By Lindsay Emery
The Latin term deus ex machina is used to describe the point in Greek and Roman drama when a god would come on stage, change the direction of the play and ultimately help resolve the plot.
Longtime Ossining resident Carol Ryan believes that meeting her new husband Clifford Peterson required some divine intervention.
“This marriage, this meeting with Cliff a year ago, was like magic,” she said. “All of a sudden – deus ex machina – my life changed dramatically. It was going one direction and it turned a totally different direction and I was happy to go with it.”
In April 2019, Ryan filled out a survey that was to be a part of the 50th anniversary celebration of Ramapo College in Mahwah, N.J. For 40 years, Peterson was a professor of history and international relations while Ryan was a part of the first-ever graduating class in 1975. Although their paths never crossed while on campus, the survey brought them together.
Ryan, a former captain of the Ramapo women’s tennis team, had a question about the school’s Sports Hall of Fame and was directed to Peterson, who was a committee member planning the 50th anniversary. After reading her answers to the survey, he realized that they had multiple common interests. Peterson called Ryan a couple of times and invited her to the campus to meet one of his colleagues.
After lunch and a sentimental stroll around the campus, Ryan and Peterson sat down in a quiet building overlooking the small lake on campus discussing their lives for a couple of hours.
“At that point, I think we both knew that we had too much in common, in destiny, or if fate was involved because after 50 years, our paths finally crossed against astronomical odds,” said Peterson, whose first wife of nearly 52 years died. He has three children, eight grandchildren and one great-granddaughter.
Just four months later, Ryan, who divorced many years ago, joined Peterson on a trip he was taking to Montana to visit a former student. While they were in Missoula, Peterson put their initials on a lock and attached it to a bridge over the Clark River.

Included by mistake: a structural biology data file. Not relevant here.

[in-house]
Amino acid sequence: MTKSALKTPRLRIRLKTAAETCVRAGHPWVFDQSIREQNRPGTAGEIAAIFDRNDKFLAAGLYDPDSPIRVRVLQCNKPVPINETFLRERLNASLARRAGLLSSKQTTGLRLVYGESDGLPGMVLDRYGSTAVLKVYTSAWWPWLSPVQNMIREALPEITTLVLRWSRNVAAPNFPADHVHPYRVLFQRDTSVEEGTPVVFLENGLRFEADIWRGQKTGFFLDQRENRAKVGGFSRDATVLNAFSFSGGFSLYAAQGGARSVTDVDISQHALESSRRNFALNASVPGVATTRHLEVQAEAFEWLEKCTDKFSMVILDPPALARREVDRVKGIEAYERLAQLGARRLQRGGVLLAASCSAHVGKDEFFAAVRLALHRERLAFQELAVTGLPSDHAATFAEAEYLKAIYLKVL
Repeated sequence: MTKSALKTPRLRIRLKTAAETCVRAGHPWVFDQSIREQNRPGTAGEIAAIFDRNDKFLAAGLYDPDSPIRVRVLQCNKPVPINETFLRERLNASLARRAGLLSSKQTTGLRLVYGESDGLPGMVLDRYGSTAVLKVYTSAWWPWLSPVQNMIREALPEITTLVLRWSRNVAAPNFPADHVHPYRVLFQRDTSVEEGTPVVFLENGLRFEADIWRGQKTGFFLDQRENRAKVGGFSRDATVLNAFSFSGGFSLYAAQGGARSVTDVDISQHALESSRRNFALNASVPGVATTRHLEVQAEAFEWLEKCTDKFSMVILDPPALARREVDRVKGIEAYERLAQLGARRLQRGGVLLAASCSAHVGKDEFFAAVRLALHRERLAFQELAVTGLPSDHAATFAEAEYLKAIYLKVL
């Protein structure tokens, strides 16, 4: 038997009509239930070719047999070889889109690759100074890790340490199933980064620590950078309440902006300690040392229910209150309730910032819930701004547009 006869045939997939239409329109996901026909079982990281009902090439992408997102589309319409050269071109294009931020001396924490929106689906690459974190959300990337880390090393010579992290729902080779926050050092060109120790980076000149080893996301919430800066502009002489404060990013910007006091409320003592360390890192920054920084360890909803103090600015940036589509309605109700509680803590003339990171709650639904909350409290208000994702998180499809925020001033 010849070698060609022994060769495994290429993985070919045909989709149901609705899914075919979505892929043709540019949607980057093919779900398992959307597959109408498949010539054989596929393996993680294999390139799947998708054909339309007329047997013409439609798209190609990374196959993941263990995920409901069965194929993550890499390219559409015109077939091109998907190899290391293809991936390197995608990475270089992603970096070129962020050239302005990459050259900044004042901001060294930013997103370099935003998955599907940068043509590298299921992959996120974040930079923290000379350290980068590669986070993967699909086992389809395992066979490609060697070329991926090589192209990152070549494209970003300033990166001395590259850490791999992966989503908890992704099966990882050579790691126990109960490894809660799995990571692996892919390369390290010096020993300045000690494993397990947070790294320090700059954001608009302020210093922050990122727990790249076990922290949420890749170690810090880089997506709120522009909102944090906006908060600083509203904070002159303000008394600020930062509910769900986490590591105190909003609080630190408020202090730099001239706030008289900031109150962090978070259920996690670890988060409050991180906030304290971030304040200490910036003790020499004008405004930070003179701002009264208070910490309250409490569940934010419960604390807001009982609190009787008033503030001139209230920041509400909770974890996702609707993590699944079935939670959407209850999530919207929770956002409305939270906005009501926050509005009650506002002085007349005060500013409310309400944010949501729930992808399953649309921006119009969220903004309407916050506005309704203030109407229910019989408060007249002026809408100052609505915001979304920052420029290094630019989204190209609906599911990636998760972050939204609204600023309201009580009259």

“So there already was at that time a big-time connection,” Ryan said. “I don’t know when we started thinking about getting married, but I checked back just recently. The wedding dress I wore on May 30, I had found that dress online in September.”
When Ryan and Peterson decided to get married, they planned on having their wedding on the Ramapo College campus surrounded by friends and family. But COVID-19 canceled that plan, and Ryan was inspired by the Ethical Society of Northern Westchester, where she is a member, to have a Zoom celebration.
The couple was grateful for the virtual ceremony. There were family, friends and former students who tuned in from three continents and 30 states who may have been unable to make it to a conventional wedding. Instead, the ceremony had nearly 200 screens with an average of two people per screen.
Ryan even got to participate in traditions like tossing her bouquet. The Zoom screen switched to the screen of a friend who lives in Maine, where she reached up and caught the flowers.
Since their big day, Ryan and Peterson have been indulging in what they have been calling “mini-moons” – day trips every now and then.
“We feel a little guilty actually because we’re so happy being quarantined together and spending all this time together,” Peterson said.
What advice do Ryan and Peterson have for COVID-19 newlyweds? Finding the right person, of course, especially since you have to spend every day and night together when you are quarantined.
Ryan and Peterson have many plans for the future, but they describe themselves as resourceful and willing to go with the flow, especially during the current pandemic.
“We know what we would like to do, but we’re willing to wait and see how things go,” Ryan said. “The whole world’s plans have changed, so we’re just two people who are living with the uncertainty of that and we’re okay with that because we enjoy every single day together.”